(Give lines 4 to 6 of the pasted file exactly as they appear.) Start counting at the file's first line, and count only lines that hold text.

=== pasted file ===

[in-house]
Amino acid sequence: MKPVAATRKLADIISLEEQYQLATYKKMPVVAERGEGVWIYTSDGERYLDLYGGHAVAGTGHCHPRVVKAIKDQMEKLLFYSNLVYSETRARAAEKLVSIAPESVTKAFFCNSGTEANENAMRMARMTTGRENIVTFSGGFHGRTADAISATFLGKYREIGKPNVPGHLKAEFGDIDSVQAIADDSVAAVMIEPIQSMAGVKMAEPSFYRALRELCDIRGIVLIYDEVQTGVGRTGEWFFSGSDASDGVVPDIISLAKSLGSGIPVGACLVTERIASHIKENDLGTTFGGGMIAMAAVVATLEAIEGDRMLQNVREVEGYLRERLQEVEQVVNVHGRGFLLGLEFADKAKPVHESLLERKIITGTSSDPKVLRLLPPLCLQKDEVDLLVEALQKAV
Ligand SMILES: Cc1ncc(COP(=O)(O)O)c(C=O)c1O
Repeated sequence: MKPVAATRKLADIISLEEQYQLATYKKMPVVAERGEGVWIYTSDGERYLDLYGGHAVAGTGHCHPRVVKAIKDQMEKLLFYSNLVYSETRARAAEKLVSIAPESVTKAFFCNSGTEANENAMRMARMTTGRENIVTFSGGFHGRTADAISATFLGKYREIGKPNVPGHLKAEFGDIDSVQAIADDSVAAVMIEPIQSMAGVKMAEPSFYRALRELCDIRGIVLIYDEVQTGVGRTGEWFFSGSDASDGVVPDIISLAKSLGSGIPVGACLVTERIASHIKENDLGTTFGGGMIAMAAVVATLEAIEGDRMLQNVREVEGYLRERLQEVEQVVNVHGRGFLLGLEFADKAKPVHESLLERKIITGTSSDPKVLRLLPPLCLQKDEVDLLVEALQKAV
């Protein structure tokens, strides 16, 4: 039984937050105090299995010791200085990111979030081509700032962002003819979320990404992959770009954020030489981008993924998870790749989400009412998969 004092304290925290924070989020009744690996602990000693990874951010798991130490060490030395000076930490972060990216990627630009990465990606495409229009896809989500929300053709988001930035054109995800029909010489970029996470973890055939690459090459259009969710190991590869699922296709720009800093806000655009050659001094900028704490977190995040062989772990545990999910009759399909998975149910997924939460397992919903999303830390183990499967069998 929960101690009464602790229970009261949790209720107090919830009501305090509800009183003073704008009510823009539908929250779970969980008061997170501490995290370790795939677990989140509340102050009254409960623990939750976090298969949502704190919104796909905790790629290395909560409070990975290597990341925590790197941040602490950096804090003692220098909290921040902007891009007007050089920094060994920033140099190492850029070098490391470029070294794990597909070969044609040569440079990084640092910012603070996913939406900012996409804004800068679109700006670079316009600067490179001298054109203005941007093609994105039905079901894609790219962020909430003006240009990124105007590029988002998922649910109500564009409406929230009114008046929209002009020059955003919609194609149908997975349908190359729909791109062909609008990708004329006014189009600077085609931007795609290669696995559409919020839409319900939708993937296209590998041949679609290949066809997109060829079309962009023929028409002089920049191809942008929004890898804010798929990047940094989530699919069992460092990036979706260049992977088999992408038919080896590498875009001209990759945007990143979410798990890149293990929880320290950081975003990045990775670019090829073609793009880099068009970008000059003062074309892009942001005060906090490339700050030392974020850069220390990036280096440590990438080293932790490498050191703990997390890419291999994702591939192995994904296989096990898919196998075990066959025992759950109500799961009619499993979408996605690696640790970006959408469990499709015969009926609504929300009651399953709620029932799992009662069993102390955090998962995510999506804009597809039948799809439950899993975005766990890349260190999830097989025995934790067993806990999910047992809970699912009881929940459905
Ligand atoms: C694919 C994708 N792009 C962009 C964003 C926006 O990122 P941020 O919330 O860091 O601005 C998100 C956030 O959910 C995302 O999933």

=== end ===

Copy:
Repeated sequence: MKPVAATRKLADIISLEEQYQLATYKKMPVVAERGEGVWIYTSDGERYLDLYGGHAVAGTGHCHPRVVKAIKDQMEKLLFYSNLVYSETRARAAEKLVSIAPESVTKAFFCNSGTEANENAMRMARMTTGRENIVTFSGGFHGRTADAISATFLGKYREIGKPNVPGHLKAEFGDIDSVQAIADDSVAAVMIEPIQSMAGVKMAEPSFYRALRELCDIRGIVLIYDEVQTGVGRTGEWFFSGSDASDGVVPDIISLAKSLGSGIPVGACLVTERIASHIKENDLGTTFGGGMIAMAAVVATLEAIEGDRMLQNVREVEGYLRERLQEVEQVVNVHGRGFLLGLEFADKAKPVHESLLERKIITGTSSDPKVLRLLPPLCLQKDEVDLLVEALQKAV
């Protein structure tokens, strides 16, 4: 039984937050105090299995010791200085990111979030081509700032962002003819979320990404992959770009954020030489981008993924998870790749989400009412998969 004092304290925290924070989020009744690996602990000693990874951010798991130490060490030395000076930490972060990216990627630009990465990606495409229009896809989500929300053709988001930035054109995800029909010489970029996470973890055939690459090459259009969710190991590869699922296709720009800093806000655009050659001094900028704490977190995040062989772990545990999910009759399909998975149910997924939460397992919903999303830390183990499967069998 929960101690009464602790229970009261949790209720107090919830009501305090509800009183003073704008009510823009539908929250779970969980008061997170501490995290370790795939677990989140509340102050009254409960623990939750976090298969949502704190919104796909905790790629290395909560409070990975290597990341925590790197941040602490950096804090003692220098909290921040902007891009007007050089920094060994920033140099190492850029070098490391470029070294794990597909070969044609040569440079990084640092910012603070996913939406900012996409804004800068679109700006670079316009600067490179001298054109203005941007093609994105039905079901894609790219962020909430003006240009990124105007590029988002998922649910109500564009409406929230009114008046929209002009020059955003919609194609149908997975349908190359729909791109062909609008990708004329006014189009600077085609931007795609290669696995559409919020839409319900939708993937296209590998041949679609290949066809997109060829079309962009023929028409002089920049191809942008929004890898804010798929990047940094989530699919069992460092990036979706260049992977088999992408038919080896590498875009001209990759945007990143979410798990890149293990929880320290950081975003990045990775670019090829073609793009880099068009970008000059003062074309892009942001005060906090490339700050030392974020850069220390990036280096440590990438080293932790490498050191703990997390890419291999994702591939192995994904296989096990898919196998075990066959025992759950109500799961009619499993979408996605690696640790970006959408469990499709015969009926609504929300009651399953709620029932799992009662069993102390955090998962995510999506804009597809039948799809439950899993975005766990890349260190999830097989025995934790067993806990999910047992809970699912009881929940459905
Ligand atoms: C694919 C994708 N792009 C962009 C964003 C926006 O990122 P941020 O919330 O860091 O601005 C998100 C956030 O959910 C995302 O999933």